Tuesday evening, reports emerged that Terry Branstad, governor of the U.S. state of Iowa, had accepted U.S. President-elect Donald Trump’s offer to become the next U.S. ambassador to China.
Branstad, who over the course of six terms (with a break from 1999-2011) became the longest serving governor in U.S. history last year, continues a trend of recent U.S. ambassadors to China — with the exception of incumbent Max Baucus — having a past leading a U.S. state. Baucus’ predecessors Gary Locke and Jon Huntsman were the governors of Washington state and Utah respectively.
Branstad, an early and enthusiastic backer of Trump during the campaign, has a personal connection with Chinese President Xi Jinping, dating back to Xi’s time in Iowa in the mid-1980s in what was likely his first trip abroad as a younger cadre. Xi spent time in rural Iowa on an agricultural research trip; Branstad was governor of Iowa at the time.
In 2012, Xi, then the vice president and president-in-waiting of China, made a point of visiting Iowa (and Branstad) again on a trip to the United States. Reacting to Branstad’s appointment, China’s foreign ministry acknowledged this personal history, describing Trump’s pick as an “old friend.”
“We welcome him to play a greater role in advancing the development of China-U.S. relations,” Foreign Ministry spokesperson Lu Kang added at a press briefing earlier.
Neither the Trump campaign nor Branstad have publicly confirmed the appointment as of this writing.
Speculation emerged around Branstad’s possible involvement in the incoming administration’s China policy after a mid-November trip by the Iowa governor to China.
The trip also included a stopover in Japan and was portrayed by Branstad’s office as a standard gubernatorial trade mission. (China, thanks to its hunger for agricultural products, is Iowa’s second largest trading partner after Canada.)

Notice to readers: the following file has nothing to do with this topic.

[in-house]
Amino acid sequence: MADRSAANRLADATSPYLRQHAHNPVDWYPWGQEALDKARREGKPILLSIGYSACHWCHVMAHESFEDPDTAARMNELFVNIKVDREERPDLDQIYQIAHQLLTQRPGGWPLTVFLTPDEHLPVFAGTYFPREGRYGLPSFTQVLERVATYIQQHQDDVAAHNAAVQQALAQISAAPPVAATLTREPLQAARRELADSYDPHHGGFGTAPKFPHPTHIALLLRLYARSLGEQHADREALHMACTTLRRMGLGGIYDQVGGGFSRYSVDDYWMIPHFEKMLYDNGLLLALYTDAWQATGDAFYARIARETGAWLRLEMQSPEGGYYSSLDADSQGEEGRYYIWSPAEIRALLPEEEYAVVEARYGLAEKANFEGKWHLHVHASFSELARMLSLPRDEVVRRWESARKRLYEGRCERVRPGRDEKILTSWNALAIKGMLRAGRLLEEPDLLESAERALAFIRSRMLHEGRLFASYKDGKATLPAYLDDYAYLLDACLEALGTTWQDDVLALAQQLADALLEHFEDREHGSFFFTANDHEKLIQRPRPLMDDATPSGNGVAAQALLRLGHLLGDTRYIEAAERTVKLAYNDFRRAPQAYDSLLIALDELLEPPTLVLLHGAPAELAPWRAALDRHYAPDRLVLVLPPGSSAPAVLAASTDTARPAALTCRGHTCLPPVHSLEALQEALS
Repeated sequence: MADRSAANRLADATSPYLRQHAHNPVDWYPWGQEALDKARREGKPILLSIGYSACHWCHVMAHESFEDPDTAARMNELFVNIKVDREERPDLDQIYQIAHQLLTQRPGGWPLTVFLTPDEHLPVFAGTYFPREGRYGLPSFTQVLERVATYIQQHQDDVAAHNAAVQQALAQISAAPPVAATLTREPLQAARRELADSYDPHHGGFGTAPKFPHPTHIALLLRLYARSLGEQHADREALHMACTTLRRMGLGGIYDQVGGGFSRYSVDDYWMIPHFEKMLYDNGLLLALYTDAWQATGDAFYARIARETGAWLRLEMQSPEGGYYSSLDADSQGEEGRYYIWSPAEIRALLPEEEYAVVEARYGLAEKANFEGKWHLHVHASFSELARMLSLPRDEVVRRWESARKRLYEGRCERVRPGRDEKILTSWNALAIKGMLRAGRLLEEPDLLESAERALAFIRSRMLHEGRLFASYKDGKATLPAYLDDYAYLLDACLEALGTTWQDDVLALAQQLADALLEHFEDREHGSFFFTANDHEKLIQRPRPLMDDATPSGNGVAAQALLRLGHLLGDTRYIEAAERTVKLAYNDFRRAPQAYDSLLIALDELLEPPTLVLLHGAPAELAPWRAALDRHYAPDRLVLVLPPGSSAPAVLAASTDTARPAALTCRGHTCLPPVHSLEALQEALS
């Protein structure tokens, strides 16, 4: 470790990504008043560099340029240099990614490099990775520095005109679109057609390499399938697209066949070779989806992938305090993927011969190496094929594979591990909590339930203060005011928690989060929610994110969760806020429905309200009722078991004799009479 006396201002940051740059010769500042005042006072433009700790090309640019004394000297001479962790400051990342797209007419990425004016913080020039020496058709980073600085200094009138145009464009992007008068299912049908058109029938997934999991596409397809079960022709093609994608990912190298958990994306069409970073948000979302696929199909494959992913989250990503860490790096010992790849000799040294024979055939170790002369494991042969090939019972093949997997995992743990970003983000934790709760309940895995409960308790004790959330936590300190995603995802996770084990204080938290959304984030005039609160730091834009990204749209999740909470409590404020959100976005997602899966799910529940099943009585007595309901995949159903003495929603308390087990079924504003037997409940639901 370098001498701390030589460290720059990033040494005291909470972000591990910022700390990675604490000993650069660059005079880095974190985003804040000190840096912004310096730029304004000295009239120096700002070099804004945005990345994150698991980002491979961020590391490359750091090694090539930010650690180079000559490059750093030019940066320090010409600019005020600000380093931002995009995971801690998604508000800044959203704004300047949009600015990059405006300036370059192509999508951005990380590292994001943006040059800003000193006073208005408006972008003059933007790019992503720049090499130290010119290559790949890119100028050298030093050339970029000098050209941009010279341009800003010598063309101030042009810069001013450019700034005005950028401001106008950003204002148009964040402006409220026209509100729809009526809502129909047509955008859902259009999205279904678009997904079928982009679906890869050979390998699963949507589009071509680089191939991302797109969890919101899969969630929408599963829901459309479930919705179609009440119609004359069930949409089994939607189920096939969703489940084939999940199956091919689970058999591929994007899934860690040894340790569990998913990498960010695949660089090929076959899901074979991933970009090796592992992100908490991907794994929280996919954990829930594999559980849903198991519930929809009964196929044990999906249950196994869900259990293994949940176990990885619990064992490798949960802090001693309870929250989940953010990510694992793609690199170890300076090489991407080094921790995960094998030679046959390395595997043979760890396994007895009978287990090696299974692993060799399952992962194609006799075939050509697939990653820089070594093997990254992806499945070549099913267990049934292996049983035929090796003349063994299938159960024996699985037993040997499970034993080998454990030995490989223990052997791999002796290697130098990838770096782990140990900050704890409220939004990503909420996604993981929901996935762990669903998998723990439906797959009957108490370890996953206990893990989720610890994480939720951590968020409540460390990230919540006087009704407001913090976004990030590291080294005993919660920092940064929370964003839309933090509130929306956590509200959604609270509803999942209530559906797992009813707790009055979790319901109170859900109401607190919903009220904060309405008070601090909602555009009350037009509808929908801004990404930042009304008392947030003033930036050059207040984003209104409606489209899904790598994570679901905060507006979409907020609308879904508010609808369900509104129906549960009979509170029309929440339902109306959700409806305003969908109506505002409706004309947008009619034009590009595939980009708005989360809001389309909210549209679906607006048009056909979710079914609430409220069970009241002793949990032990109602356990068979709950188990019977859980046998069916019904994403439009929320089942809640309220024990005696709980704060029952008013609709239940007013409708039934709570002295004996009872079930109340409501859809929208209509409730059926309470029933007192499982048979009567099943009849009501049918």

Rumors of Branstad’s candidacy for the top U.S. diplomatic post in China were amplified when Trump, speaking in Iowa two days before the election, said that Branstad would be a “prime candidate to take care of China.” Trump added that “I think there is no one that knows more about trade than him.”
Appointing Branstad after last Friday’s historic phone call between Trump and Taiwanese President Tsai Ing-wen and a series of tweets blaming China for currency manipulation and militarization of the South China Sea sends a reconciliatory message from the incoming administration toward Beijing.
Though China did not publicly rebuke the incoming administration, the foreign ministry suggested that it had presented its “firm position” on Taiwan to the “relevant party” in the United States.
Picking Branstad also suggests a softer approach from the incoming administration on trade with China; Branstad has a strong record of pro-free trade statements and stands at odds with Trump in this regard.
The U.S. president-elect has strongly criticized Chinese trade practices for American job losses and promised, among other measures, punitive tariffs against Chinese goods.
Branstad’s appointment is additionally notable for being the first U.S. ambassadorial appointment by the Trump administration — outside of the cabinet-rank United Nations ambassador post.
News of Branstad’s appointment comes without confirmation of who Trump will tap to lead the U.S. Department of State. Former U.S. Ambassador to China Jon Huntsman is reportedly in the running for the position.